“Don’t talk to me about great literature,” he said. He gathered his white robe beneath him and reached for a pitcher of, I learned later, frozen margaritas. He filled a glass and sipped. Then he seemed to notice me again. He nodded toward the pitcher. “Want one?”
I still couldn’t find my voice, so I just shook my head. “My second batch,” he said. “I heard that songwriters must get stoned.” He stopped, “Hey,” he said, grabbing pen and scribbling like a maniac. “Songwriters must get stoned … no, lonely people must get stoned … no, crazy people must get stone … no, poets and prophets must … oh Me... who the hell must get stoned? Oh well. I’ll think of it later.” He put the pen aside and sipped his drink. “Must be one too many mornings,” he said, then stopped and grabbed the pen again. “… and a thousand steps, no, drinks, no, smiles, no, something something something … a thousand somethings behind.” He resumed his drinking.
I found my voice at last. “Would you mind telling me what you are doing?”
“Just hanging out on Desolation Street,” he said. “Street, road, trail, Desolation Something.” He forgot me again and started writing.
“Gonna be a poet,” he said. “A singing poet. Maybe be one of them laurellets some day.”
“So you mean laureates?”
“Ain’t that what I just said? Geez. You walk into the room, with your uh, hmmm … briefcase, yeah, briefcase … in your hand.” He froze and grabbed the pen. “Wait one,” he said as he began to scribble.
“Have you gone mad?”
“They say all us poets are mad,” he said. “And you know you have to have a news man to know which way the vote goes.” He stopped and looked up. He nodded and smiled. “Listen to this.” He started to sing.
“I met you in the cornfield, right around Christmas time,
I liked the way you jiggled, so I thought I might drop a dime,
You ran off and left me, for a holy-roller preacher man,
Then I knew that I would find you, sittin’ in a witness stand.”
He looked a me and smiled. “What do you think?”
“I think maybe you mixed your metaphors.”
“Never mind,” I said. “Are you going to be a while?”
“Yeah,” he said. “Ain’t you going to stay and listen?”
“I’d rather shoot myself,” I said.
For a moment he looked hurt. Then he smiled, cocked his head to one side, looked down and started writing.
“Yonder stands old Big Dope with his gun … no … yonder stands your landlord with … no … yonder stands your best friend … no … mentor … no … brother … cousin … hus …”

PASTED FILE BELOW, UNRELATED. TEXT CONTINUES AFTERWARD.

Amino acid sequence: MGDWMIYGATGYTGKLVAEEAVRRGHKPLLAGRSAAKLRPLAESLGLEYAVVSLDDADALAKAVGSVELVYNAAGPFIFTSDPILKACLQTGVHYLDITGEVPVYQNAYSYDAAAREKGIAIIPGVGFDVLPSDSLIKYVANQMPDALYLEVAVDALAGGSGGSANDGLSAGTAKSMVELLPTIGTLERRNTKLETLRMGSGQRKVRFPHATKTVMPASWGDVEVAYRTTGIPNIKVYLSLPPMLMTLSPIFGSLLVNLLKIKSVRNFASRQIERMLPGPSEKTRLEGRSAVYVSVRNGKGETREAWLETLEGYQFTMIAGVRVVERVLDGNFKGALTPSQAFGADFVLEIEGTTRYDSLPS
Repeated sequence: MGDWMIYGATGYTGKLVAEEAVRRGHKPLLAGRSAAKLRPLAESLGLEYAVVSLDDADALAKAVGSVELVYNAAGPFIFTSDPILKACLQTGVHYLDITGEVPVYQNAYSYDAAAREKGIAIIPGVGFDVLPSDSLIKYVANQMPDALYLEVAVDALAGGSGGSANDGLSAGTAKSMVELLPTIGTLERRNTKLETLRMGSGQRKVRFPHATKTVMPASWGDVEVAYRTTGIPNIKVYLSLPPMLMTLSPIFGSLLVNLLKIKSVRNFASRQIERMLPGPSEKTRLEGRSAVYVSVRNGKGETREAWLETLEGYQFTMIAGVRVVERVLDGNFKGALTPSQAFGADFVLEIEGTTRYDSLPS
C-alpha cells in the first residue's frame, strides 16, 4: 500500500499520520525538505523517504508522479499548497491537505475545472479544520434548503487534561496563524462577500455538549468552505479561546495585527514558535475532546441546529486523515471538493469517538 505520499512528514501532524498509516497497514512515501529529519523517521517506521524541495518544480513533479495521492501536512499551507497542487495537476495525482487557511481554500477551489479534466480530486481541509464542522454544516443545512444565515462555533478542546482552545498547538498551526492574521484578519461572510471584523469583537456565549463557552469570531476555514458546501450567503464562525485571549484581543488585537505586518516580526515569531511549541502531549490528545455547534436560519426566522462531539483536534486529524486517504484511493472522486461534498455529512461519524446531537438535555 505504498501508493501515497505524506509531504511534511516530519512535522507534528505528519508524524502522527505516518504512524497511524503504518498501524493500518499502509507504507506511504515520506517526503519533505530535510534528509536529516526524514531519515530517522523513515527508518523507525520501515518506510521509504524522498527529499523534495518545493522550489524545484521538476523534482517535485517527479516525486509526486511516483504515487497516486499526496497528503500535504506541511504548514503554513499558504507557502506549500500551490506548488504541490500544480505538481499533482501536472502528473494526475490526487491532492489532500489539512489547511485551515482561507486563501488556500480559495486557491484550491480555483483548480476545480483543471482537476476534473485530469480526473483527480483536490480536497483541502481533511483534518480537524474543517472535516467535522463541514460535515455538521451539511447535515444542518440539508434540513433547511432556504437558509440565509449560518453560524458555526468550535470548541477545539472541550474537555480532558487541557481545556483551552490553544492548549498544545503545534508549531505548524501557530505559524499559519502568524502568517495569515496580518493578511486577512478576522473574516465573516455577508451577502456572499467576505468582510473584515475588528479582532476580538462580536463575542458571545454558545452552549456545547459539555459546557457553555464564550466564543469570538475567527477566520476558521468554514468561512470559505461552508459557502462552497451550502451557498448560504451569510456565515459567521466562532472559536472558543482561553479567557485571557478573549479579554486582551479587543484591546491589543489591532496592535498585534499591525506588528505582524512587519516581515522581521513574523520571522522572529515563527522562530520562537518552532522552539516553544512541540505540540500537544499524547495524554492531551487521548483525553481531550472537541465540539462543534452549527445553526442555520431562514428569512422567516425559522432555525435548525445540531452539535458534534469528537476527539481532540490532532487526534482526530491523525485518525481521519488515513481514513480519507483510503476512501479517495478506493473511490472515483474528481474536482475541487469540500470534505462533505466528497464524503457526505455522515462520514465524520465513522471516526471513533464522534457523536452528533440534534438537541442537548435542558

I quietly slipped away. Later I walked by the door and heard him still at it. “Stuck inside of Pittsburgh …no … stuck inside of Dallas … no … stuck inside of Cleveland … Tucson … no … oh crap!”
This time I didn’t stop. They were announcing the Nobel Prize winners and I wanted to see if there were any surprises. Probably not, but who could tell?
Sunday, October 9, 2016
“Hey,” I said, “wake up.”
“Wake up. It’s almost noon.”
C.W. was asleep in my favorite chair in the shape of Wrangler Bill. He wore dark clothing and had a broad-brimmed Stetson hat in his lap. Imagine a cross between “The Gambler” and a carnival barker. He had been snoring with loud grunts when I walked in. Now he opened one eye in partial wakefulness. “Screw you,” he said.
“You’re going to think screw you if my wife catches you tossing cookies to her dogs again. She said she counted ten separate piles of crumbs on the kitchen floor.”
He opened the other eye. “Mrs. Big Dope’s problem,” he said, “is that she is still stuck in a reality-based world that doesn’t exist anymore.”
I stepped closer to him. “Now where did you learn that phrase?”
“On TV,” said. “Ask Sean Hannity. Sean Hannity knows. Sean Hannity, Sean Ha…”
He drifted off to sleep again. His hat slid off his lap and onto the floor. I picked it up and swatted him the face with it. “Wake up,” I said. “She’s coming back soon. Do you have that ten dollars you borrowed from her?”
“Don’t worry,” he said. “It’ll trickle down.”
“It will what?”
“It will trickle down to her,” he said. “Or at least it would if there were no taxes.”
“Taxes. If we didn’t have to, well …,” he stopped or a moment, “if you didn’t have to pay taxes, the ten dollars would be back in her hand in days.”
“Where did you hear such an idea?”
“At the Libertarians’ Club meeting I attended last night.”
“You told her you would pay her back today.”
“I never said that.”
“You said that. I heard you.”
“I never said that.”
“We both heard you say it.”
“I never said that.”
“I think she will agree with me.”
“Sure she will,” he said. “You’re both liberals … all bound up and constrained by facts.”